Anybody that's ever seen the Salton Sea understands why writers, artists and filmmakers of a certain disposition are drawn to the place. A landlocked, increasingly saline inland sea in the Southern California desert, three hours or so east of Los Angeles, the Salton was created by accident early in the 20th century, when the Colorado River burst its canal gates. It's one of the world's largest inland seas located at one of the lowest points on the planet (more than 200 feet below sea level), and while it enjoyed a brief development boom in the years after World War II, today it presents a vision of almost unparalleled decrepitude and isolation, a post-apocalyptic landscape worthy of the late science-fiction pioneer J.G. Ballard. (By pure coincidence, reporter Evelyn Nieves visited the Salton Sea's shores for a Salon cover story published earlier this week.)
"Bombay Beach," the filmmaking debut of Israeli-born photographer and video artist Alma Har'el, was shot in that extraordinary and desolate place, but it isn't the wry, sad documentary you might expect, about the historical rise and fall of the Salton Sea. (That movie exists, narrated by John Waters! It's worth seeing: "Plagues & Pleasures of the Salton Sea.") Har'el is after something much more difficult to quantify, a poetic blend of documentary and experimental film that will delight some viewers and drive others completely bats. In exploring the lives of three unconnected male Americans she finds living by the Salton Sea, in conditions of near-desperation, Har'el suggests that there's a fundamental mystery and dignity to these people we will never otherwise know or notice.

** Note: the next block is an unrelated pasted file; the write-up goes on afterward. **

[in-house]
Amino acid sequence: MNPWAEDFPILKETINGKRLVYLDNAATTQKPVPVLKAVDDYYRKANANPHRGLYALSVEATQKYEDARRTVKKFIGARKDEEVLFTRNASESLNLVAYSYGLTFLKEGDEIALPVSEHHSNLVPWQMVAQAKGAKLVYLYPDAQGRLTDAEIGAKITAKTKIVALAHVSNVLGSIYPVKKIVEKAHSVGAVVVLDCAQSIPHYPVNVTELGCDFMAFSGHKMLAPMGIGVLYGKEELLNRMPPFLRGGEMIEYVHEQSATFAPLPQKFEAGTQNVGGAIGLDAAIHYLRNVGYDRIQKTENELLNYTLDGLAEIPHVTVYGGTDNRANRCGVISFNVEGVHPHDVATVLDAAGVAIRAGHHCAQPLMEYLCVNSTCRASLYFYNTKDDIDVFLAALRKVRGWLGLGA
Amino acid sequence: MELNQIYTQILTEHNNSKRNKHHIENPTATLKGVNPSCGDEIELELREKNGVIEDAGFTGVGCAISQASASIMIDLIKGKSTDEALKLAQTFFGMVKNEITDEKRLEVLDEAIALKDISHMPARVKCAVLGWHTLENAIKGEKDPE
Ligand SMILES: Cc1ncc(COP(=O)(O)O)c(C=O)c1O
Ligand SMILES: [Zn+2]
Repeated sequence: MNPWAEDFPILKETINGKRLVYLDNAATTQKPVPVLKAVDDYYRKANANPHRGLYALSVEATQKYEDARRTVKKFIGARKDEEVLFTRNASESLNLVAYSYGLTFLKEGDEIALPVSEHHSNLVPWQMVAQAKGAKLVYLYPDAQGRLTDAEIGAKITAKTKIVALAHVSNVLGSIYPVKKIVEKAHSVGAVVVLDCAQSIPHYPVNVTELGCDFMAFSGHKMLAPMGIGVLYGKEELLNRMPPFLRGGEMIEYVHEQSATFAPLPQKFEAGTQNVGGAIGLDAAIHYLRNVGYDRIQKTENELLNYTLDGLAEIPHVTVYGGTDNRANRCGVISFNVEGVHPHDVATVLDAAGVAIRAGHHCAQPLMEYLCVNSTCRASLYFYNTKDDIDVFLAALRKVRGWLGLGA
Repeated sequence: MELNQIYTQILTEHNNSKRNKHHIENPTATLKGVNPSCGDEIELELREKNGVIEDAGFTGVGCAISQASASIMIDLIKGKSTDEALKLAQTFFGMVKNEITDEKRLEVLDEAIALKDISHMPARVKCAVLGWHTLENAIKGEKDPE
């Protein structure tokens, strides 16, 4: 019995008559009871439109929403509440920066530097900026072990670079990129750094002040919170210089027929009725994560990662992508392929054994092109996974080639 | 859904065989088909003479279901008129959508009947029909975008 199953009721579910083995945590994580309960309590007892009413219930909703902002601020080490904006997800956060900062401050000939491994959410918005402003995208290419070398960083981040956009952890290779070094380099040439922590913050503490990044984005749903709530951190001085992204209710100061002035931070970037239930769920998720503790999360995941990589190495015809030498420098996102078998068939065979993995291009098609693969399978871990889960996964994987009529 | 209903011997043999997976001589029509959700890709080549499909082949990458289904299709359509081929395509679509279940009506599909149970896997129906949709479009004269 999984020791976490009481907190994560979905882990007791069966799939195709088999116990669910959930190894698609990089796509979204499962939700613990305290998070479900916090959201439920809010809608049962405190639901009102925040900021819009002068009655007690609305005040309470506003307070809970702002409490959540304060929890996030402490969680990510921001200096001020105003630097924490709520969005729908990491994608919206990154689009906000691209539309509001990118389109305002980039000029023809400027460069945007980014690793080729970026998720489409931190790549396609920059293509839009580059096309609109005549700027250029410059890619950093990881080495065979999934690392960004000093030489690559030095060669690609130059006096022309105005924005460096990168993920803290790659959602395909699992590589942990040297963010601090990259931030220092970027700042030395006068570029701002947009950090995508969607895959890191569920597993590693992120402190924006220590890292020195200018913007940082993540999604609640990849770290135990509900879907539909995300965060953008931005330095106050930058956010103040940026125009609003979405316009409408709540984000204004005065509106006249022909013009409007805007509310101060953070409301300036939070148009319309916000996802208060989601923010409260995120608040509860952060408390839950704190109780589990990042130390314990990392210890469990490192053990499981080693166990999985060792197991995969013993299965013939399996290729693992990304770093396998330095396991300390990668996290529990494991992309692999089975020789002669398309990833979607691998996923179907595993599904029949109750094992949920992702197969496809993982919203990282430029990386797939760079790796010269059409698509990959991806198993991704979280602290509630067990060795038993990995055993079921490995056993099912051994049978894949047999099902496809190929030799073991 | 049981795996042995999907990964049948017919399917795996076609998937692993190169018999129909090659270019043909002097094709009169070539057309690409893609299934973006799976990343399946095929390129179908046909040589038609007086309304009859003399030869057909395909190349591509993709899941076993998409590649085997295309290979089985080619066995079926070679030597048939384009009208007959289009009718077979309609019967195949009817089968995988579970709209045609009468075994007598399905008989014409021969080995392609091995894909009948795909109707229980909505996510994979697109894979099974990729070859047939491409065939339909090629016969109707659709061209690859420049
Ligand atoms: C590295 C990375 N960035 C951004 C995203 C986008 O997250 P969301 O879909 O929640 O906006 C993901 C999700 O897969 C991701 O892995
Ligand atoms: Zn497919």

It's tempting to describe these three guys' heartbreaking case histories with grand metaphor: three generations of the California dream, washed up on the shores of a dying lake! Youngest of them is Benny Parrish, a hyperactive 7-year-old whose parents are locally notorious ex-convicts, famous for their stockpiles of military hardware and explosives. While the Parrish household may leave something to be desired in terms of order, cleanliness, mealtimes, bedtimes and virtually every other aspect of civilized behavior, Benny's parents unquestionably adore him and are doing what they can. Like zillions of other American kids, Benny has behavioral problems (and possibly a serious mental disorder) that is controlled with powerful pharmaceuticals that leave him tranked-out and drooling. He's a cheerful and imaginative little buzzhead who's had several of the most screwed-up things about our country land on him at once: crappy parenting plus crappy healthcare plus mind-altering drugs being handed out like Halloween candy plus the bizarre birth-lottery result of living in Bombay freakin' Beach.